It’s a job

One reason why new writers fail is their misunderstanding of what they are trying to do. If you approach writing as a hobby, something you spare half an hour for when you’re not mowing the lawn, or catching a football game on TV, you’ll fail.

No matter how creative you are, no matter how well you write, always keep one thing in mind; like anything else in life that’s worth doing, successful writing takes hard work, and requires commitment.

Set up a routine

Every writer worth his salt has a routine which he follows religiously. It doesn’t matter how you arrive at that routine; without it, you’ll just be wasting your time, and anything you produce will show it.

Carve out a block of time each day when you’re most rested and alert. If you’ve paid attention to me so far, you’ve already set up a place to work, and have the tools you need ready at hand.

Before I forget: Solitude is the writer’s best friend; turn off the TV; Shut off the music; have your partner take the kids to the playground; let the robot answer the phone; ignore the doorbell.

When is enough, enough?

Once you’ve established your routine, you have to decide how many hours to devote to your writing. The maximum time to stay focused on a task varies from individual to individual. You’ll have to experiment to discover what that time is for you.

Nothing is more crazy-making than forcing yourself to stay at a job past your ability to perform it well. That’s why airplane pilots, who perform potentially life-endangering jobs, have limits placed on the number of hours they’re allowed to fly.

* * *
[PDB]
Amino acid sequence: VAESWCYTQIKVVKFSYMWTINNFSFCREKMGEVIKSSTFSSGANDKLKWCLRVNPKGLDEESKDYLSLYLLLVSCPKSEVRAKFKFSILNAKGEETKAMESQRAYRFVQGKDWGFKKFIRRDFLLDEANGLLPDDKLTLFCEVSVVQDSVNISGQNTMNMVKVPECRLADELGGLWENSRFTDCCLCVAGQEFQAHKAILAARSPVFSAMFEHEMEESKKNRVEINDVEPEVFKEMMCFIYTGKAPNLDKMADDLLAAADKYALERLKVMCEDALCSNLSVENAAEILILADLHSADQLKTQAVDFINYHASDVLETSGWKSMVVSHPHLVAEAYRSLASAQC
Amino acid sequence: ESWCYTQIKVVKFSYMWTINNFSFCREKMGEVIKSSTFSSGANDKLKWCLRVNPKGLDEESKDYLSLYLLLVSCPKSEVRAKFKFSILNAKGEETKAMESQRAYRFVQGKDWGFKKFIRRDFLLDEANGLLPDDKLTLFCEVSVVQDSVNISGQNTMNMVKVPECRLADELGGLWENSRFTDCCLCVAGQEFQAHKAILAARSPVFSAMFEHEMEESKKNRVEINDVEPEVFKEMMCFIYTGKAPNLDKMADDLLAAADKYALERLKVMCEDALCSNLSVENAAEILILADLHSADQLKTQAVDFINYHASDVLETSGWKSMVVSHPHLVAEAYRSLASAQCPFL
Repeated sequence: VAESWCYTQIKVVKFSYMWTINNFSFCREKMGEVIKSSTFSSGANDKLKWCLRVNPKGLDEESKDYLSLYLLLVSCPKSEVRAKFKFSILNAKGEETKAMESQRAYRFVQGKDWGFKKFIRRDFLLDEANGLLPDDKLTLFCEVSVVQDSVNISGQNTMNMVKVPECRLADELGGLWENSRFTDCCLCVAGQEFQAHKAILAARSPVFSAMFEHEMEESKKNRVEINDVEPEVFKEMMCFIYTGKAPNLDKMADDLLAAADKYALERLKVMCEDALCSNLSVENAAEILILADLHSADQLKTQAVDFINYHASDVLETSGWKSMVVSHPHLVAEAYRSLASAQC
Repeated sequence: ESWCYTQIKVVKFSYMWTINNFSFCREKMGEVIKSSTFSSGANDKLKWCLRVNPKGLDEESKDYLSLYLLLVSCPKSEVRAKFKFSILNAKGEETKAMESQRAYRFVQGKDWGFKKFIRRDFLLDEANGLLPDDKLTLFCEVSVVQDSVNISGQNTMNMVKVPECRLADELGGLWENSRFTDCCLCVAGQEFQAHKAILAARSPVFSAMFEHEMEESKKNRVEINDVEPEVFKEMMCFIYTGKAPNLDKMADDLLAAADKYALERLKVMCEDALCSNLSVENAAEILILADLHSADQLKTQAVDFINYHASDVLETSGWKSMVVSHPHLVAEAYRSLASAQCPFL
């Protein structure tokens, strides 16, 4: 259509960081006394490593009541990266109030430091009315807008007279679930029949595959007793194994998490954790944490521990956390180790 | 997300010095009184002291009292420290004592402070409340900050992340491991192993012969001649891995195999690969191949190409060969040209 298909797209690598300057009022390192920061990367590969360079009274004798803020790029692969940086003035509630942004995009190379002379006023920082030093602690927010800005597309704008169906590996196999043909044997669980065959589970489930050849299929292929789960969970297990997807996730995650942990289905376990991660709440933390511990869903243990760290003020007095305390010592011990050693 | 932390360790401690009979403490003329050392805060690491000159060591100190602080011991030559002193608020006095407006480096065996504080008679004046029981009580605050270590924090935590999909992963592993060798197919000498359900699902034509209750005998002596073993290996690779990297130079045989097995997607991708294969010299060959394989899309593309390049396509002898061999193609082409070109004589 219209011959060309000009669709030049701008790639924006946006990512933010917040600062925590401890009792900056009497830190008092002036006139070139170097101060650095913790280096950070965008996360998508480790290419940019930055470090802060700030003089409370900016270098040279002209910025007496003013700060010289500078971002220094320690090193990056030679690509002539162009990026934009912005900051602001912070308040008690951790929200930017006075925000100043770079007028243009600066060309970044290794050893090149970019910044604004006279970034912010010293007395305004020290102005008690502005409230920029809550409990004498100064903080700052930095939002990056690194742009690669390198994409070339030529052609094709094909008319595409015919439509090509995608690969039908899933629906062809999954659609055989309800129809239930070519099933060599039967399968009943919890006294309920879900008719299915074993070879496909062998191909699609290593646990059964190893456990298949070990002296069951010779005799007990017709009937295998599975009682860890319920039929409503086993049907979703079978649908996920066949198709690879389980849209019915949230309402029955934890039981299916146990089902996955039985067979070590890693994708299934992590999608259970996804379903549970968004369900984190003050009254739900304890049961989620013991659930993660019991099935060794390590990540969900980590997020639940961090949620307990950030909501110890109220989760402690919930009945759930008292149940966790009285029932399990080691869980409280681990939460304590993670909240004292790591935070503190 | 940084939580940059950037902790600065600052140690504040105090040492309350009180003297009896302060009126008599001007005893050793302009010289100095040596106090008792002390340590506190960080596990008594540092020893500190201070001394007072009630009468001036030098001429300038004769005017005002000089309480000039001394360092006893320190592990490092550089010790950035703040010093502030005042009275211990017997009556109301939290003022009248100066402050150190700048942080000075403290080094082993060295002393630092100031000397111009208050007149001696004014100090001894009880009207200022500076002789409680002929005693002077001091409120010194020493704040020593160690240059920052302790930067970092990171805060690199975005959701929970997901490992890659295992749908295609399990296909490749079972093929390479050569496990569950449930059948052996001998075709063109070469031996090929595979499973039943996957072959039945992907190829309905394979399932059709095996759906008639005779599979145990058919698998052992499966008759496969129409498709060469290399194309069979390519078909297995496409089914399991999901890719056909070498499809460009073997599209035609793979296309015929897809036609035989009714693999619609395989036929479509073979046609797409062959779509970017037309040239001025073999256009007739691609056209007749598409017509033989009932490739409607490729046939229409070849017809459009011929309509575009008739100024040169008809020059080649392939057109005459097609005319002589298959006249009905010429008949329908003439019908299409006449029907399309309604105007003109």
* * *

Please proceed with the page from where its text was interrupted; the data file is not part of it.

How will you know when you’ve reached your limit? When you start to squirm in your chair, when your mind starts to wander, when your neck starts to hurt, it’s time to stop and do something else.

Go in the kitchen and make some coffee; take the dog for a walk around the block; or, if you need more than a fifteen minute break, shut off the computer and walk away. When you return to your desk later, or even better, the next day, you’ll be refreshed and ready to go again.

And one more thing: writing is a job that requires work, but work is supposed to be rewarding. Work is not a synonym for torture or drudgery. If you equate writing with those words, then it’s not for you, but if you find pleasure in telling a story well; if you love words, and their power, than sit right down and start to write.

What are you waiting for?

Marc Leavitt is a retired newspaper reporter and editor. These days, he writes poetry on, Marc Leavitt’s Blog, at: marcleavitt.blogspot.com